Teenagers, 13 to 18 years old, are in a constant state of change physically, mentally, and emotionally. He may push back while he works to establish his identity, while you, meanwhile, are pushing to establish the rules and to hold onto whatever parental control you may have left. Teens most certainly question the authority figures in their life—and parents tend to top that special list. Some parents say it’s common to experience some radio silence from their teens, which can be troubling if it’s accompanied by teenage angst. This is the time that they are (or are considering, or know plenty of kids who are) experimenting with everything from sex to drugs to joining a rock-n-roll band. Teens also may begin to resent their adoption situation and question why they were placed for adoption to begin with. Some may wish to find the answers by asking to search for their biological family (if their adoptions are not open). While your intent may be to protect or comfort your child, his perception may be that you’re trying to control him. You’re going to need to find a comfortable place of give and take. Let him know that you appreciate his newfound independence and his desire to better understand his place in the family mix, but also remind him that you’re still and always will be his parent. It’s quite normal for every parent on Planet Earth to question his or her own sanity during the teen years. And it’s just as normal for teens to push parents away, adopted or not.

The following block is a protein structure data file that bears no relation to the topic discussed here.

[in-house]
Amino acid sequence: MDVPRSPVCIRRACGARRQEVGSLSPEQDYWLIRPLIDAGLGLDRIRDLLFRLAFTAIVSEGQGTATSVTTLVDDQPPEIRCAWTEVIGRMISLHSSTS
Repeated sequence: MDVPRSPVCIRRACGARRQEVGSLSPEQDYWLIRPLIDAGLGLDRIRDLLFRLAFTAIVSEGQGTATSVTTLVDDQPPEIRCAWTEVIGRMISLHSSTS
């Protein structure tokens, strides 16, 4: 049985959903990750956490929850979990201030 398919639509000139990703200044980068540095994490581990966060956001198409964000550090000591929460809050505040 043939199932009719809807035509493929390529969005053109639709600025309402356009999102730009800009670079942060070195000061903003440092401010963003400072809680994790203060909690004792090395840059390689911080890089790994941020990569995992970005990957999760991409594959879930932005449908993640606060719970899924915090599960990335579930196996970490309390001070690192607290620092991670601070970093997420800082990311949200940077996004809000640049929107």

No matter what age and what stage, much of what you do to build a loving bond with your child should be carried on throughout her lifetime. Remember, being open and honest is never a bad thing. It also may help both of you to reach out to other adoptive families in your community, join a support group, introduce books and videos early on, and seek professional help when warranted. Do keep your pediatrician and school staff informed as needed when needed.